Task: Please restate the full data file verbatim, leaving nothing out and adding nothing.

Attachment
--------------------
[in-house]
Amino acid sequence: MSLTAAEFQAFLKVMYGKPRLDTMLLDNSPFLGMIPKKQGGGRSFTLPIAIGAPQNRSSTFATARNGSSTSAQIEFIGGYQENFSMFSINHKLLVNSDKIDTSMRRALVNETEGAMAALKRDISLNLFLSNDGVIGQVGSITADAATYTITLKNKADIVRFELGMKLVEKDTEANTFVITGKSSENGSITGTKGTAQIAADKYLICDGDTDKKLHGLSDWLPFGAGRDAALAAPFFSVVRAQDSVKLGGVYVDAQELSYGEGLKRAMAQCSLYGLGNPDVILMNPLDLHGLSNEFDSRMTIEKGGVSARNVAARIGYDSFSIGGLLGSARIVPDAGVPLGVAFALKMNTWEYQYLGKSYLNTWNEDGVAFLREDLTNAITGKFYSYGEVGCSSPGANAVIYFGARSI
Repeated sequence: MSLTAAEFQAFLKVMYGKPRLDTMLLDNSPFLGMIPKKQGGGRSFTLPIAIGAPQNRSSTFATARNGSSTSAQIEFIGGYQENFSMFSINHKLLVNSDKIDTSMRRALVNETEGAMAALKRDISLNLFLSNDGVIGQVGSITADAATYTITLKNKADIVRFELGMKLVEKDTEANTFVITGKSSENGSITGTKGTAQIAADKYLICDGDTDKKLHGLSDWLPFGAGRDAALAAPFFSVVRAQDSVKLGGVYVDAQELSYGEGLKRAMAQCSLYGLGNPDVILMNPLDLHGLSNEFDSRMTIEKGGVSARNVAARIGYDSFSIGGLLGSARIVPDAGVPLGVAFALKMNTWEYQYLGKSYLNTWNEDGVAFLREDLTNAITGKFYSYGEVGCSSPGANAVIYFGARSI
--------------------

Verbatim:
[in-house]
Amino acid sequence: MSLTAAEFQAFLKVMYGKPRLDTMLLDNSPFLGMIPKKQGGGRSFTLPIAIGAPQNRSSTFATARNGSSTSAQIEFIGGYQENFSMFSINHKLLVNSDKIDTSMRRALVNETEGAMAALKRDISLNLFLSNDGVIGQVGSITADAATYTITLKNKADIVRFELGMKLVEKDTEANTFVITGKSSENGSITGTKGTAQIAADKYLICDGDTDKKLHGLSDWLPFGAGRDAALAAPFFSVVRAQDSVKLGGVYVDAQELSYGEGLKRAMAQCSLYGLGNPDVILMNPLDLHGLSNEFDSRMTIEKGGVSARNVAARIGYDSFSIGGLLGSARIVPDAGVPLGVAFALKMNTWEYQYLGKSYLNTWNEDGVAFLREDLTNAITGKFYSYGEVGCSSPGANAVIYFGARSI
Repeated sequence: MSLTAAEFQAFLKVMYGKPRLDTMLLDNSPFLGMIPKKQGGGRSFTLPIAIGAPQNRSSTFATARNGSSTSAQIEFIGGYQENFSMFSINHKLLVNSDKIDTSMRRALVNETEGAMAALKRDISLNLFLSNDGVIGQVGSITADAATYTITLKNKADIVRFELGMKLVEKDTEANTFVITGKSSENGSITGTKGTAQIAADKYLICDGDTDKKLHGLSDWLPFGAGRDAALAAPFFSVVRAQDSVKLGGVYVDAQELSYGEGLKRAMAQCSLYGLGNPDVILMNPLDLHGLSNEFDSRMTIEKGGVSARNVAARIGYDSFSIGGLLGSARIVPDAGVPLGVAFALKMNTWEYQYLGKSYLNTWNEDGVAFLREDLTNAITGKFYSYGEVGCSSPGANAVIYFGARSI